I won’t say any more at present but am trying to find out how all the Kingston Boys fared and will let you know as soon as I can. A good few of the R.A.M.C. have been lost but nothing to what the infantry have lost. You remember I told you we would lose a few before we got the enemy on the run.

The bombardment and the attacks are still going on; we are giving them no rest. I am now going to snatch an hour’s sleep as we have to go back to the village of Loos to bring in the wounded. We came down from there last night. The smell is awful. This has been a better success than Neuve Chapelle.

There is a big colliery in the centre of the village. I hope to write you of further successes shortly but it is hell in that village as the Germans are dropping coal-boxes in it every minute-day and night.

No more at present but hope to write soon.

Your old friend
Mac

Excuse the writing; I am so tired.

Diaries; 25th – 29th September, 1915.

Saturday 25th September: Lambres

We left here “Lambres” at 8 am and marched on till we came to a village called Ames at 10 am. We stayed here until 2 pm and while here were told the 15th Division had taken 4 lines of trenches.

We left Ames at 2 pm and marched on after the Welsh Guards. It was raining the whole time and the roads deep with mud and almost blocked by French and British Cavalry, there being thousands all going the same road as us.

After marching and hanging about the roads for hours we reached a place called Haillicourt at 1 am in the morning and were billeted in a field.

We were so tired we were glad to lay down on the wet ground and in the rain. What cheered us up was the news that we had advanced 4 miles on a 10 miles front.

Wounded were now passing along the roads in Ambulance cars as we went off to sleep.

Sunday 26th September: Haillicourt

We wakened up shivering with cold but are all anxiously waiting for news. Some say we have advanced a great deal, others that we have lost very heavily.

We are still here at Haillicourt at 2 pm but the sun has come out and brightened things up a bit. A great many French Ambulance Cars are passing here full of French wounded but everything is quiet.

Later on in the afternoon every gun around about opened fire. Another bombardment had started.

We, of the C Section Bearers, left here at 6 pm and marched on till we came to Sailly-Labourse where we billeted for the night.

Monday 27th September: Sailly-Labourse/ Loos

We slept in a barn here all night and everything is quiet this morning. We have just heard that the Guards will go into action today and we will follow them up.

The 15th Division seem to have lost very heavily by all accounts.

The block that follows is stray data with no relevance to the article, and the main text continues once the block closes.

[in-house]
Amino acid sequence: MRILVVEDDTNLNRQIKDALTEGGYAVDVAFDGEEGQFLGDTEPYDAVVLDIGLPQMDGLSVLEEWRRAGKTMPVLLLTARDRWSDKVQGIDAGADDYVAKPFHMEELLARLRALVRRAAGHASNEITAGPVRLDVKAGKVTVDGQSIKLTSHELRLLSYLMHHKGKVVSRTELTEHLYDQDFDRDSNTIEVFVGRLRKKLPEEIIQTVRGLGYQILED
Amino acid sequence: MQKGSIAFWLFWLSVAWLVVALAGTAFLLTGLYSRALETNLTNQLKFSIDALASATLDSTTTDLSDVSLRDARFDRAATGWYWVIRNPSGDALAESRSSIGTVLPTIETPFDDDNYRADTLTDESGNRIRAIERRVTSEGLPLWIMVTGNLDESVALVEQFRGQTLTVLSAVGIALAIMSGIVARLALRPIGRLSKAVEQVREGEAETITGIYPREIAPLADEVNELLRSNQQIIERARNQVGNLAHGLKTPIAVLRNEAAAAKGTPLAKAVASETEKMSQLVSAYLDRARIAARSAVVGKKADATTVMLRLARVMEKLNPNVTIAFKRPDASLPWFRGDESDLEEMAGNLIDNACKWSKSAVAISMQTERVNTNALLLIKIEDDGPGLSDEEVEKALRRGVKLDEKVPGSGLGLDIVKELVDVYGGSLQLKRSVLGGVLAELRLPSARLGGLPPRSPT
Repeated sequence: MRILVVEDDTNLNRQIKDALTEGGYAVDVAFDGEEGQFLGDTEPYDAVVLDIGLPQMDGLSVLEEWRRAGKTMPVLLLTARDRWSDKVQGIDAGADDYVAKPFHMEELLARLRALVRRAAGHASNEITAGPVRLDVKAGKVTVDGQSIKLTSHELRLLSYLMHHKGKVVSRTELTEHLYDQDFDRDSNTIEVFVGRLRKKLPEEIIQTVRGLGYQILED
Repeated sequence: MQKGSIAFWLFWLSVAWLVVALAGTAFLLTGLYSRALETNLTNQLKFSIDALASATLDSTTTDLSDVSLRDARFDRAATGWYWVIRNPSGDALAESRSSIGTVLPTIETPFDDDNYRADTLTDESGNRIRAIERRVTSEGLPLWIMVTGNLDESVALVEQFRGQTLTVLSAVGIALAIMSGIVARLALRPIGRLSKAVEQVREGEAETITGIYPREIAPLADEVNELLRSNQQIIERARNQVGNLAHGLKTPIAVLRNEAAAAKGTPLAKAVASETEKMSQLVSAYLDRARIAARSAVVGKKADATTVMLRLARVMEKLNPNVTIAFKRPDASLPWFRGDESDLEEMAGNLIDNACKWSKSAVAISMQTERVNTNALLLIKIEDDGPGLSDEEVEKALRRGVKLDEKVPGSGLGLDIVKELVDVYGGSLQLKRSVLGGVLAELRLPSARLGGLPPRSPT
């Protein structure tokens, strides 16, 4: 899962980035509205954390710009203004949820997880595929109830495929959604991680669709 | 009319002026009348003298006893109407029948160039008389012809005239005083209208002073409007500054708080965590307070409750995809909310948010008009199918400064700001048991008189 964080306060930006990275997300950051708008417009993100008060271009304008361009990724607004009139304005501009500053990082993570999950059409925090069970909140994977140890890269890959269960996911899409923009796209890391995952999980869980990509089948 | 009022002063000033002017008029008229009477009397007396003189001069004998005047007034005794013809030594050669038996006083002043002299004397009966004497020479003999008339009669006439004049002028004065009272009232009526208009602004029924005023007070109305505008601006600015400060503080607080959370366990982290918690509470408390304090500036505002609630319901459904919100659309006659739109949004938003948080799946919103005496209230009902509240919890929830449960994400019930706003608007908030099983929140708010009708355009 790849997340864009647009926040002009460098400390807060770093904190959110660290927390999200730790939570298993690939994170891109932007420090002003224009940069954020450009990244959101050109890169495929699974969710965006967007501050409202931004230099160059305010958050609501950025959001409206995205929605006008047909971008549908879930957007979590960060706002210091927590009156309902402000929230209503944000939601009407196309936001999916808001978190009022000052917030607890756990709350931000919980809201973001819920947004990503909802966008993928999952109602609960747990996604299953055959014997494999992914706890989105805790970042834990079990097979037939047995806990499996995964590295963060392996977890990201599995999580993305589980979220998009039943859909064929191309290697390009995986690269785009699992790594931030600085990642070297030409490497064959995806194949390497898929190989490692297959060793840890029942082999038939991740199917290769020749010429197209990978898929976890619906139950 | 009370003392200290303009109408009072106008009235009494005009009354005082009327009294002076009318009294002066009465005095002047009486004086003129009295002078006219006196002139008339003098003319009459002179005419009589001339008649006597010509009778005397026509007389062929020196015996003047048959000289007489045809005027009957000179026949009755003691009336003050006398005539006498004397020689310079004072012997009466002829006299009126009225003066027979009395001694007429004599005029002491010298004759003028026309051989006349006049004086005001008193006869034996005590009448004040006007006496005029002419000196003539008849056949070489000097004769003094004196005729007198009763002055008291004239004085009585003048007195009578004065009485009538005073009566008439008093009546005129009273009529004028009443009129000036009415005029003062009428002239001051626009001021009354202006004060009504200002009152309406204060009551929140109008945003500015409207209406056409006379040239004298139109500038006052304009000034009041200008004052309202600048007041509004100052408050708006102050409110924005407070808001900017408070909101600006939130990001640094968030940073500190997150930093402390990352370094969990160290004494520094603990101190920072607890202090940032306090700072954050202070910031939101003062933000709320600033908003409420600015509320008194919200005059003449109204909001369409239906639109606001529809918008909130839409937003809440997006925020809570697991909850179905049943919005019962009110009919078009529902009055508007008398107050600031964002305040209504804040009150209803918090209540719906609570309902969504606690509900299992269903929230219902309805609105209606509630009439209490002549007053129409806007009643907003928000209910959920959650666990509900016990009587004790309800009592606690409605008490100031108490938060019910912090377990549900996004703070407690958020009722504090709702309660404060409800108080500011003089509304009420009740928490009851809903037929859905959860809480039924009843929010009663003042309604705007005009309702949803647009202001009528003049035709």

We marched off from here at 2 pm and marched on till we came to Vermelles station where we took over a dressing station in a Brewery from the 46th Field Ambulance and leaving 10 of our men there the remainder of us marched on nearer the firing line. After an hours march, we halted and formed an Aide Post at Fosse 8 just behind the village of Loos, the village our troops took from the Germans on Saturday.

As we halted here a heavy attack is going on to our left and the Cavalry are all standing by.

We then moved on up to the village of Loos where we were badly needed as a great many wounded had to be brought in as the Guards had advanced and re-took Hill 70.

Along the roads and in all the streets of Loos dead are lying everywhere. The place is simply covered with dead, the Germans being in the majority. It is a weird sight bedside some of the trenches to see our dead and the enemy’s dead lying opposite each other both with their gas helmets on.

The horrors of war, it being in the dark except when a star shell lights up the scene and the smell is awful. It is enough to turn any man’s head but plenty of work is before us and we have no time for thoughts, a good job too.

We passed on through the ruins of the village stepping over the dead and dodging the shells the Germans are now sending into the village, passed a German gun near the ruins of the church. This is about the 14th gun we have seen this last two days that have been left by the Germans.

At last, we were leaving the village behind and with the Tower Bridge on our right we came to a halt at the last house on the outside of the village. It is an Estaminet and has been made into an Aide-Post by the Regimental Doctor and his Stretcher Bearers. It is full of wounded and more are being brought in, so we start carrying away the ones he has dressed to the Motor Ambulance Cars a mile behind the village.